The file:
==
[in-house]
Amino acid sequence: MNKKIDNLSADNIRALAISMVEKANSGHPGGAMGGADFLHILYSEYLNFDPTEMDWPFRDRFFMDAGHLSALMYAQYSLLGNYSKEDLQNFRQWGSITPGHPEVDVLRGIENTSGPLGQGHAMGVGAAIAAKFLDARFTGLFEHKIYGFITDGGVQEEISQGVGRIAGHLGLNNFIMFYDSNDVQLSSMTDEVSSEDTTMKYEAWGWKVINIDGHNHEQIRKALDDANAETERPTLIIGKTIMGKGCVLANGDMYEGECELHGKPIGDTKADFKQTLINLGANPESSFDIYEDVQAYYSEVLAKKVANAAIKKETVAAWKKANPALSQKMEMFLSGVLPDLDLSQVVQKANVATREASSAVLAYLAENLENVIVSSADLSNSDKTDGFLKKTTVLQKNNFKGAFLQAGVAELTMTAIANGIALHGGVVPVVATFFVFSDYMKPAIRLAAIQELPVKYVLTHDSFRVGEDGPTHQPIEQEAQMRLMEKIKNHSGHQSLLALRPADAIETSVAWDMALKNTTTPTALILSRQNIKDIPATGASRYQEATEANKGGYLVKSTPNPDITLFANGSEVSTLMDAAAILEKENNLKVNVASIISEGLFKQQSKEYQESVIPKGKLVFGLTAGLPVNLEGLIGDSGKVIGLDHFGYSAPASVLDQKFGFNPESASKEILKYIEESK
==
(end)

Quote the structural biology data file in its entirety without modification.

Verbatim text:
[in-house]
Amino acid sequence: MNKKIDNLSADNIRALAISMVEKANSGHPGGAMGGADFLHILYSEYLNFDPTEMDWPFRDRFFMDAGHLSALMYAQYSLLGNYSKEDLQNFRQWGSITPGHPEVDVLRGIENTSGPLGQGHAMGVGAAIAAKFLDARFTGLFEHKIYGFITDGGVQEEISQGVGRIAGHLGLNNFIMFYDSNDVQLSSMTDEVSSEDTTMKYEAWGWKVINIDGHNHEQIRKALDDANAETERPTLIIGKTIMGKGCVLANGDMYEGECELHGKPIGDTKADFKQTLINLGANPESSFDIYEDVQAYYSEVLAKKVANAAIKKETVAAWKKANPALSQKMEMFLSGVLPDLDLSQVVQKANVATREASSAVLAYLAENLENVIVSSADLSNSDKTDGFLKKTTVLQKNNFKGAFLQAGVAELTMTAIANGIALHGGVVPVVATFFVFSDYMKPAIRLAAIQELPVKYVLTHDSFRVGEDGPTHQPIEQEAQMRLMEKIKNHSGHQSLLALRPADAIETSVAWDMALKNTTTPTALILSRQNIKDIPATGASRYQEATEANKGGYLVKSTPNPDITLFANGSEVSTLMDAAAILEKENNLKVNVASIISEGLFKQQSKEYQESVIPKGKLVFGLTAGLPVNLEGLIGDSGKVIGLDHFGYSAPASVLDQKFGFNPESASKEILKYIEESK